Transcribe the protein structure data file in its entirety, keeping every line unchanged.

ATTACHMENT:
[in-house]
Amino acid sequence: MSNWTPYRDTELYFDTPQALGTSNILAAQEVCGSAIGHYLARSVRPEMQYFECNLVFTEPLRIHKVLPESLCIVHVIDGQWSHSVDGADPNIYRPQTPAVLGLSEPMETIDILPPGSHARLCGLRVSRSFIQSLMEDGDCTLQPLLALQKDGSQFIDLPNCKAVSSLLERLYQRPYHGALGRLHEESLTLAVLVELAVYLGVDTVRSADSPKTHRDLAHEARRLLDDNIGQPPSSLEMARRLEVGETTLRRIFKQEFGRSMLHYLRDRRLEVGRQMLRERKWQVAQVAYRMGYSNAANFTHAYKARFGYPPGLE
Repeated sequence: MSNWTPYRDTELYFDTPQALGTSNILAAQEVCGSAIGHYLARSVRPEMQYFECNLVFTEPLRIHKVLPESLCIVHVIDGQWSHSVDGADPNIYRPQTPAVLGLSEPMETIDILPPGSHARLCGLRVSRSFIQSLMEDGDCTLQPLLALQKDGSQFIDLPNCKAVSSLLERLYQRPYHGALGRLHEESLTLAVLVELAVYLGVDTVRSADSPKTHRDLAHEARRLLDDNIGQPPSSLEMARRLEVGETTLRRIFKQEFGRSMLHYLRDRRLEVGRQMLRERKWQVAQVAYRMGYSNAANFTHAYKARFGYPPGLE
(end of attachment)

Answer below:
[in-house]
Amino acid sequence: MSNWTPYRDTELYFDTPQALGTSNILAAQEVCGSAIGHYLARSVRPEMQYFECNLVFTEPLRIHKVLPESLCIVHVIDGQWSHSVDGADPNIYRPQTPAVLGLSEPMETIDILPPGSHARLCGLRVSRSFIQSLMEDGDCTLQPLLALQKDGSQFIDLPNCKAVSSLLERLYQRPYHGALGRLHEESLTLAVLVELAVYLGVDTVRSADSPKTHRDLAHEARRLLDDNIGQPPSSLEMARRLEVGETTLRRIFKQEFGRSMLHYLRDRRLEVGRQMLRERKWQVAQVAYRMGYSNAANFTHAYKARFGYPPGLE
Repeated sequence: MSNWTPYRDTELYFDTPQALGTSNILAAQEVCGSAIGHYLARSVRPEMQYFECNLVFTEPLRIHKVLPESLCIVHVIDGQWSHSVDGADPNIYRPQTPAVLGLSEPMETIDILPPGSHARLCGLRVSRSFIQSLMEDGDCTLQPLLALQKDGSQFIDLPNCKAVSSLLERLYQRPYHGALGRLHEESLTLAVLVELAVYLGVDTVRSADSPKTHRDLAHEARRLLDDNIGQPPSSLEMARRLEVGETTLRRIFKQEFGRSMLHYLRDRRLEVGRQMLRERKWQVAQVAYRMGYSNAANFTHAYKARFGYPPGLE